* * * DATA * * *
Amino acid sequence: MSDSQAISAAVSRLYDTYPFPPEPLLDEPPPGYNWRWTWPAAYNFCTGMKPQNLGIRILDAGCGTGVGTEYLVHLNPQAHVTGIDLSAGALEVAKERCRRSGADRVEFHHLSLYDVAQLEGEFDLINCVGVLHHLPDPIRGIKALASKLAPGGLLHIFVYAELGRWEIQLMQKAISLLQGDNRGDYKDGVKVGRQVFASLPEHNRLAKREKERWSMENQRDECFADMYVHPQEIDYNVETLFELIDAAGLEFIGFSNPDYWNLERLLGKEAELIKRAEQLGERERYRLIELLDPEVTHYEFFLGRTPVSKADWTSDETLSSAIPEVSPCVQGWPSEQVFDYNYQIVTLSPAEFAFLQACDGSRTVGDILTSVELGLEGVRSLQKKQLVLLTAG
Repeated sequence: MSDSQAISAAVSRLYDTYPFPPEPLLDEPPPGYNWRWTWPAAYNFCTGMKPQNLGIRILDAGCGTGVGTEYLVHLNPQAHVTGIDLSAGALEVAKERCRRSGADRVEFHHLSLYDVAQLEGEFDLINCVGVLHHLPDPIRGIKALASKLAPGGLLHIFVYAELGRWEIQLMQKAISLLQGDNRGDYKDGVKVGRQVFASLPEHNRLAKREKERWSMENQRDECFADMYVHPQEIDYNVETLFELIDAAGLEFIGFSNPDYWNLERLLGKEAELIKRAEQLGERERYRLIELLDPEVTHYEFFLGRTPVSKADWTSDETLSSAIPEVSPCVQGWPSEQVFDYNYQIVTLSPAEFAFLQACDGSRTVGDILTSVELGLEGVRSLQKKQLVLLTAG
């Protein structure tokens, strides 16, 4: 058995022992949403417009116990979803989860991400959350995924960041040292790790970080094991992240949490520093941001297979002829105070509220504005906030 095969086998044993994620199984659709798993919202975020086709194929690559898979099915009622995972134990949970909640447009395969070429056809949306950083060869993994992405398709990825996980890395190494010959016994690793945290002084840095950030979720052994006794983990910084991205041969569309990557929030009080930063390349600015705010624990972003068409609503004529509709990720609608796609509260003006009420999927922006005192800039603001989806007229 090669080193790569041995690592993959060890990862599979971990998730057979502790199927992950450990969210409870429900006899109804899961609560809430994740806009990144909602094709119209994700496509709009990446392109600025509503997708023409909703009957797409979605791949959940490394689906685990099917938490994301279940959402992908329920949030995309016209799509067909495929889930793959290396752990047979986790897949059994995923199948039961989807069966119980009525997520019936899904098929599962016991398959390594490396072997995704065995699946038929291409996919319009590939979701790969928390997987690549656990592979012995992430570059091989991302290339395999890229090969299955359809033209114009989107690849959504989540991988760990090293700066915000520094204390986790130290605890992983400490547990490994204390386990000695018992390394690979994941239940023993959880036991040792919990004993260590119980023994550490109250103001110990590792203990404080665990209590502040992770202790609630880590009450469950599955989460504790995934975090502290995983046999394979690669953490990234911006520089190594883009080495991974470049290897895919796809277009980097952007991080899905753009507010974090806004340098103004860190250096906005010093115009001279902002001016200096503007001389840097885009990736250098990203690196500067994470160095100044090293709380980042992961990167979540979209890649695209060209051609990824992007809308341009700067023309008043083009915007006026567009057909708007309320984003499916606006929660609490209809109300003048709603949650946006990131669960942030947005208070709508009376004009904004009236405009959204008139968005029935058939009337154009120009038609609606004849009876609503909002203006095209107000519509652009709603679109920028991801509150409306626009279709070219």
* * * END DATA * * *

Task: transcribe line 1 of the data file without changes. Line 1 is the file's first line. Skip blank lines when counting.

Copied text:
Amino acid sequence: MSDSQAISAAVSRLYDTYPFPPEPLLDEPPPGYNWRWTWPAAYNFCTGMKPQNLGIRILDAGCGTGVGTEYLVHLNPQAHVTGIDLSAGALEVAKERCRRSGADRVEFHHLSLYDVAQLEGEFDLINCVGVLHHLPDPIRGIKALASKLAPGGLLHIFVYAELGRWEIQLMQKAISLLQGDNRGDYKDGVKVGRQVFASLPEHNRLAKREKERWSMENQRDECFADMYVHPQEIDYNVETLFELIDAAGLEFIGFSNPDYWNLERLLGKEAELIKRAEQLGERERYRLIELLDPEVTHYEFFLGRTPVSKADWTSDETLSSAIPEVSPCVQGWPSEQVFDYNYQIVTLSPAEFAFLQACDGSRTVGDILTSVELGLEGVRSLQKKQLVLLTAG